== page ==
Packing, geometry & entropy: unexpected crystallization of mixtures of spheres of two sizes in spherical confinement
Publication in Nature Physics
How particles pack under different constraints is not only of fundamental interest to physics, chemistry and materials science, but also to mathematics. A team of researchers has now shown that mixing particles of two different sizes inside a sphere results in unexpected, cubic structures, as they describe today in a publication in Nature Physics. These findings do not only lead to new fundamental insights into packing and crystallization under frustration, but may also form a basis for the construction of photonic crystals with new properties.
Packing thirteen spheres
When packing twelve equally sized spheres around a central sphere, the smallest volume of the resulting cluster and thus the highest packing fraction is obtained for a regular icosahedron, a shape with twenty equilateral triangles as faces and a five-fold symmetry. This five-fold symmetry makes this packing interesting, because it can be proven that clusters with such a symmetry cannot fully pack 3D space. This has been known for a long time.
However, only twenty years ago, it has been proven that a close packed arrangement of equally sized spheres, composed of stacked hexagonal layers of spheres, is the closest packed arrangement in 3D of any single sized sphere packing. However, if the twelve spheres are arranged in the closest packing that fills all of the available space, the local packing is less dense than the one with the icosahedral symmetry. In short: a high local density is incompatible with a high global density.
The current publication is based on earlier research supervised by Prof. Alfons van Blaaderen and Prof. Marjolein Dijkstra, published in Nature Materials in 2015. These experiments showed that if one lets hard spheres crystallize in a spherical confinement (in the experiments realized through a slowly drying emulsion droplet with nanoparticles inside) one forms crystals with icosahedral symmetry until roughly 100.000 spheres.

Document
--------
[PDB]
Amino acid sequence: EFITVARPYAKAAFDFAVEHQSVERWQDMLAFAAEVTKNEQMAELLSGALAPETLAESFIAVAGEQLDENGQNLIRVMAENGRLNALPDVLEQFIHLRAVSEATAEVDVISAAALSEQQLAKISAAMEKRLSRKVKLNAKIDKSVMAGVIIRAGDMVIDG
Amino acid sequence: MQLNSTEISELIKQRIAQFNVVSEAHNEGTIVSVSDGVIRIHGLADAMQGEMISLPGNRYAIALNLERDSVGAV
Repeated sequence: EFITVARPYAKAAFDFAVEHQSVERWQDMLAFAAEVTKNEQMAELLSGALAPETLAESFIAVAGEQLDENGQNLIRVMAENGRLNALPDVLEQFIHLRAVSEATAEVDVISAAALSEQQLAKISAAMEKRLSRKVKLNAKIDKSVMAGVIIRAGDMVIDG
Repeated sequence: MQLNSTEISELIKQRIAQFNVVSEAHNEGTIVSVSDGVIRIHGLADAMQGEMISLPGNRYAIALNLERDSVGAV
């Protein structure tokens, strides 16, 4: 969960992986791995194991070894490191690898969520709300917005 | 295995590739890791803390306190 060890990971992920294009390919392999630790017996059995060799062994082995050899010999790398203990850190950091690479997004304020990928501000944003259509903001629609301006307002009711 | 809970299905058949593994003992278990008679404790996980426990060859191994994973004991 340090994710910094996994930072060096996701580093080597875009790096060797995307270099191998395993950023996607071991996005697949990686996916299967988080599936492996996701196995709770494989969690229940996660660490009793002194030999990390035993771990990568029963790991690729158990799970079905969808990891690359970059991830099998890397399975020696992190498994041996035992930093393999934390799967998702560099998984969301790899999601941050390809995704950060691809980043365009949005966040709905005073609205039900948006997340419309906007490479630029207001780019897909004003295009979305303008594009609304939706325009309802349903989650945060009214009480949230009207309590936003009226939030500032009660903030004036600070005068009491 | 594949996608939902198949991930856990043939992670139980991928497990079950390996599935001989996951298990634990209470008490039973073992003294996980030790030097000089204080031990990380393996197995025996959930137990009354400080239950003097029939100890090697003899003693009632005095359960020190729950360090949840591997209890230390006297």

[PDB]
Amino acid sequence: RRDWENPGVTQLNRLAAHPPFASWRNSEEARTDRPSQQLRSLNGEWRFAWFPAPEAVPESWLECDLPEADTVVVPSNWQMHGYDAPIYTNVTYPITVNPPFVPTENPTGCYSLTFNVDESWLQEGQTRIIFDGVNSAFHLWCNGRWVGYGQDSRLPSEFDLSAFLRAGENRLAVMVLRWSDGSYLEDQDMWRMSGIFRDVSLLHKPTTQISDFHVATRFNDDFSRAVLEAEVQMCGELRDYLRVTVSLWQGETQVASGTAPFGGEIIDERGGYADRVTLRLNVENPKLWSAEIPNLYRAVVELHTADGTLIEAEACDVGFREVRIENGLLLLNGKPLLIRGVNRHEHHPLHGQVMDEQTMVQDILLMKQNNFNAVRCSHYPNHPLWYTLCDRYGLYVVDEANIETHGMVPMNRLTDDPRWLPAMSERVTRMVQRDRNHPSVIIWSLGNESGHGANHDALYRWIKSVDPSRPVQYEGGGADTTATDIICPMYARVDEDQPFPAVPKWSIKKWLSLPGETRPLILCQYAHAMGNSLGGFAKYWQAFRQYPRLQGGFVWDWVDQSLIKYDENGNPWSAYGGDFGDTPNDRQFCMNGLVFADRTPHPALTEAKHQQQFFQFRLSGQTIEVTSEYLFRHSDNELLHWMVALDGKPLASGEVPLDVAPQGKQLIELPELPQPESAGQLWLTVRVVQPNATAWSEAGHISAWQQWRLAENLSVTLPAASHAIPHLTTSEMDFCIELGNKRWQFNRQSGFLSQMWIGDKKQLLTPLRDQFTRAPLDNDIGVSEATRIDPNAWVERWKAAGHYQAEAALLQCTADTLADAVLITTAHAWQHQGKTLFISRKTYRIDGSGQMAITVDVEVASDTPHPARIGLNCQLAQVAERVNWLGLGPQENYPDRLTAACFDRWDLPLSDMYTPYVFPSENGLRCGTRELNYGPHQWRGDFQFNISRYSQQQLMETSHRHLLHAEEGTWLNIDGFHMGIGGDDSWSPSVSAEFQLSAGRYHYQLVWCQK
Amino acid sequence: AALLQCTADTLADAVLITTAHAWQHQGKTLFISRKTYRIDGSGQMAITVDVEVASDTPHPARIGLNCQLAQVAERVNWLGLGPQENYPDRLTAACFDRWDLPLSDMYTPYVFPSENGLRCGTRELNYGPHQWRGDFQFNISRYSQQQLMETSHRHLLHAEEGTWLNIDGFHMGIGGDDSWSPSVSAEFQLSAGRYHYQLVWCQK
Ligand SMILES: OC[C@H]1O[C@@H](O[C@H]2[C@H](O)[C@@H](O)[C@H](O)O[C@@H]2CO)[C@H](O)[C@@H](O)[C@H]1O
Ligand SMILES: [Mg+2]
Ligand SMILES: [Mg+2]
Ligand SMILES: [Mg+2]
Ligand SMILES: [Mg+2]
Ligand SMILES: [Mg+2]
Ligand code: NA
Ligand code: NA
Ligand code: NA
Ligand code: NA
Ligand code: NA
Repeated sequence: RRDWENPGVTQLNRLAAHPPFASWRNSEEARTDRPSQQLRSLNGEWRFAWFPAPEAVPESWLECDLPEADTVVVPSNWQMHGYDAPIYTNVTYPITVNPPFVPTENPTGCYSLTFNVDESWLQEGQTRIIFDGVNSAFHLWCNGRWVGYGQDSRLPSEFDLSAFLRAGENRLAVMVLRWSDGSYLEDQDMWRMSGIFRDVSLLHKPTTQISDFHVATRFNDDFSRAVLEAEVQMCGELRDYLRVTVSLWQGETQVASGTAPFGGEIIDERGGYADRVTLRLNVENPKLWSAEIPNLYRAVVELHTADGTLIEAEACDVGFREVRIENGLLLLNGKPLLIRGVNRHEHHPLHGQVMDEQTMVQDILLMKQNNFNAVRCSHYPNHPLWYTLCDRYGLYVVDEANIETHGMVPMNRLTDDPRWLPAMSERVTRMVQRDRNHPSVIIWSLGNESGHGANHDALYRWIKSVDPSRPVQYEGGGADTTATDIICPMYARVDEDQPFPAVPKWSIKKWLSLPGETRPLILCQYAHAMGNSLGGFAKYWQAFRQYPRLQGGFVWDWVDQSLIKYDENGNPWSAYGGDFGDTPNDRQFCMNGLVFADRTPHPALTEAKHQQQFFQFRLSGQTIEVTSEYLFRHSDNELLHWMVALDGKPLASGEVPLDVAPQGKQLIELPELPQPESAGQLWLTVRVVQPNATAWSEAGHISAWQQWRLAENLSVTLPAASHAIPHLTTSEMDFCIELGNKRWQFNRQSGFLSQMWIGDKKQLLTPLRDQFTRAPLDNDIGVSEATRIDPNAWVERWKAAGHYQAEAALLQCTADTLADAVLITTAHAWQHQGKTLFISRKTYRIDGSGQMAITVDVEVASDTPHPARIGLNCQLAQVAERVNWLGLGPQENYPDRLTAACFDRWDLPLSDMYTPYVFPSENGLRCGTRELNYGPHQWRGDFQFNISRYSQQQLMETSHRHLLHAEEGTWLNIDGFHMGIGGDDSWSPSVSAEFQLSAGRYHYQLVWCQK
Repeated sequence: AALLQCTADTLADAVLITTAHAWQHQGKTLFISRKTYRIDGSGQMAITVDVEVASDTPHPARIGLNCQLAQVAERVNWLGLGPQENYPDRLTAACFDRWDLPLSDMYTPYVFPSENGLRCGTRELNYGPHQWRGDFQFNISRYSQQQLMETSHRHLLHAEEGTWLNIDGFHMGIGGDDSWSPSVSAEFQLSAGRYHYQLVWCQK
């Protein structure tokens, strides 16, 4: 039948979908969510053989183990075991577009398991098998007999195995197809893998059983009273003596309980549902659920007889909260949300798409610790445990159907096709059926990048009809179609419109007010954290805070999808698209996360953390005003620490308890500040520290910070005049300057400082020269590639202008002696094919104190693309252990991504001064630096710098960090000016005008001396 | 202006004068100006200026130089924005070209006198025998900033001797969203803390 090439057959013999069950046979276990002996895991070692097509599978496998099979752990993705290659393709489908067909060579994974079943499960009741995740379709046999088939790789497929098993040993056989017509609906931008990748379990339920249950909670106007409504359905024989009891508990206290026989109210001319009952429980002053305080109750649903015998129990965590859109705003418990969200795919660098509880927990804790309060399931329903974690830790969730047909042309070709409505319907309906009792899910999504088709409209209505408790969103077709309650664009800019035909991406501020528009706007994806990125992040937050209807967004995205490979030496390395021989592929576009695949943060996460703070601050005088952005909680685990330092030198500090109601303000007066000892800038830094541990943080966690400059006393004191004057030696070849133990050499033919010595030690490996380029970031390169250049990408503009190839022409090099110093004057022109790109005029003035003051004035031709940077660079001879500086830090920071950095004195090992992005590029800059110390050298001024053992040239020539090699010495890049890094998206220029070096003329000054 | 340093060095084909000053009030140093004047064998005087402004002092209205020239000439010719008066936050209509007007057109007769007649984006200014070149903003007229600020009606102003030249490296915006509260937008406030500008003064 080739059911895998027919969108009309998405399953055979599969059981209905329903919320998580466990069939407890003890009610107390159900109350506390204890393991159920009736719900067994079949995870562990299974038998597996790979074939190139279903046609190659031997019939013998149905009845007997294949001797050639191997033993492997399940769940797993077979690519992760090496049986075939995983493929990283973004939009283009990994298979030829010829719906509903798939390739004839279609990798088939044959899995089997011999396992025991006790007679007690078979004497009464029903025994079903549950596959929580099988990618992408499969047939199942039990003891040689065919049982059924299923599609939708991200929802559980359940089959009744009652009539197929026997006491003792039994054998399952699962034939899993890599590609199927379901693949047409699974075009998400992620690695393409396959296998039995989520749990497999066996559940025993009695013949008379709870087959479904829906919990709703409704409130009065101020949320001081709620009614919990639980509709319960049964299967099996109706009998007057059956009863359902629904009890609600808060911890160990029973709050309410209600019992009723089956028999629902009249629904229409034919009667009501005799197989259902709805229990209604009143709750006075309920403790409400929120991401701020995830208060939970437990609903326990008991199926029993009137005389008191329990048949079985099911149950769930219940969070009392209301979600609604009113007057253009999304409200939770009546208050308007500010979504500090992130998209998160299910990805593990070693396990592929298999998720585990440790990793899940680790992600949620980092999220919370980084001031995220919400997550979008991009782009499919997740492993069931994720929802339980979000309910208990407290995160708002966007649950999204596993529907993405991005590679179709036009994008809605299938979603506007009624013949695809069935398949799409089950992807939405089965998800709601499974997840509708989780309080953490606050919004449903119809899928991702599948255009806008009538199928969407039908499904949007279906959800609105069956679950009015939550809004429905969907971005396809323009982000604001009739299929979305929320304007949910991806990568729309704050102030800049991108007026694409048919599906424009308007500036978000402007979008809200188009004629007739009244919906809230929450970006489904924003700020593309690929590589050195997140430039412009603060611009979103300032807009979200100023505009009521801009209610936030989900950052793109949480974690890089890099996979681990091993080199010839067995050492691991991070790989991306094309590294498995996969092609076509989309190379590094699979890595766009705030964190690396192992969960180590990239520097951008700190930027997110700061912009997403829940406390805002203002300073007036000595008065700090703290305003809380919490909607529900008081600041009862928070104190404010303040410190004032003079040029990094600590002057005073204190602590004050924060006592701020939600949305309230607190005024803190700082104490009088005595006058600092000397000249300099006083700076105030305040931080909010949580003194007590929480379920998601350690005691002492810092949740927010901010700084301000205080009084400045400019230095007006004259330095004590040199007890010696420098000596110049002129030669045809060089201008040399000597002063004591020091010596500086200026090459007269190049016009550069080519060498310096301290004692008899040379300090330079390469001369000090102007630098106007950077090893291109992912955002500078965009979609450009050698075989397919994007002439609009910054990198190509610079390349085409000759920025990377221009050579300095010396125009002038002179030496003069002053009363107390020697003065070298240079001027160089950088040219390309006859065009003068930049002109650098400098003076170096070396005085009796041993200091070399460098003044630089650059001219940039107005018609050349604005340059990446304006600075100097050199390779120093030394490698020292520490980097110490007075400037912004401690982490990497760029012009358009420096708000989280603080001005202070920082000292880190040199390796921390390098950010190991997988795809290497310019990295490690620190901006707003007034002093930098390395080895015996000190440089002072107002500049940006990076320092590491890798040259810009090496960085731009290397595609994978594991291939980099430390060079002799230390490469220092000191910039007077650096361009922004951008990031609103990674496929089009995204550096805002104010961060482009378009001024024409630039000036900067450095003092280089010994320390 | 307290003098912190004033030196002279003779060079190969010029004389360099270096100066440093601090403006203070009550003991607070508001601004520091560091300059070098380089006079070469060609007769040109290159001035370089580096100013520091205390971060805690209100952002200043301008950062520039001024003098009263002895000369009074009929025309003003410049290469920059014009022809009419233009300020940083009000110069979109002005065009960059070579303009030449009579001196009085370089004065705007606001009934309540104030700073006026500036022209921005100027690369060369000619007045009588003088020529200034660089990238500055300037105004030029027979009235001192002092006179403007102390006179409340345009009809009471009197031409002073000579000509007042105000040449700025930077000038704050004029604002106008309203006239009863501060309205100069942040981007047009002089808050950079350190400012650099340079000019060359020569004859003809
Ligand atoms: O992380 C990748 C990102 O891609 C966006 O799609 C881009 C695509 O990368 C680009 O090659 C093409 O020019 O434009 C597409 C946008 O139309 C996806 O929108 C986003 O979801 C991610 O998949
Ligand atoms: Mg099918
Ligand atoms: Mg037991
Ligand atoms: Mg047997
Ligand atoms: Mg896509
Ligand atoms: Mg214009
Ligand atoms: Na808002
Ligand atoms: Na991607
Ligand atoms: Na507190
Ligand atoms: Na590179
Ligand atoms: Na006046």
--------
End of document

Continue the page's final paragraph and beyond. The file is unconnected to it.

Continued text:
With larger numbers of spheres, the system crystallizes in the close packed bulk crystal. For particles with hard interactions it is only entropy that determines if a spontaneous phase transition like crystallization can take place. The experiments and simulations proved that the entropy of an icosahedral crystal in a spherical confinement is higher than that of a close packed crystal even for as many of 100.000 spheres.
As explained, this was expected to be the case for 13 particles, but it amazed many in the field that this would extend to so many spheres. This behaviour is caused by the fact that icosahedral crystals cannot pack in ordinary 3D space, but can do so better if one adds the frustration of a spherical confinement.
Mixture of two sizes
These results have now been extended to a mixture of two sizes of hard spheres, with a size ratio around 0.8. The researchers found that such a mixture of spheres would also not form the bulk equilibrium phase (which is a crystal analogous to that of MgZn2), but instead a so-called binary icosahedral crystal.
New photonic crystals
These extended findings of icosahedral crystal formation induced by the frustration of being confined to crystallize inside a sphere lead to new fundamental insights into packing and crystallization under frustration. Additionally, the results may be used to construct so-called photonic crystals with new properties, if the crystals are made with particles with a size of several hundred nanometres instead of the nanoparticles used in this study. Recently, the Soft Condensed Matter group, together with collaborating groups from both the Debye Institute and the University of Twente, obtained funding to pursue exactly this exciting research direction.
The experiments were carried out by Da Wang and Ernest van der Wee, in close collaboration with computer simulator Tonnishtha Dasgupta, under supervision of Profs. Van Blaaderen and Dijkstra and in collaboration with the groups of Prof. Sara Bals (University of Antwerp), who is an expert in electron microscopy tomography, and experts on binary crystallization from the group of Prof. Chris Murray (University of Pennsylvania).
Binary icosahedral clusters of hard spheres in spherical confinement
Da Wang*, Tonnishtha Dasgupta*, Ernest B. van der Wee*, Daniele Zanaga, Thomas Altantzis, Yaoting Wu, Gabriele M. Coli*, Christopher B. Murray, Sara Bals, Marjolein Dijkstra* and Alfons van Blaaderen*
Nature Physics, 31 August 2020, DOI 10.1038/s41567-020-1003-9
* researchers affiliated with Utrecht Universit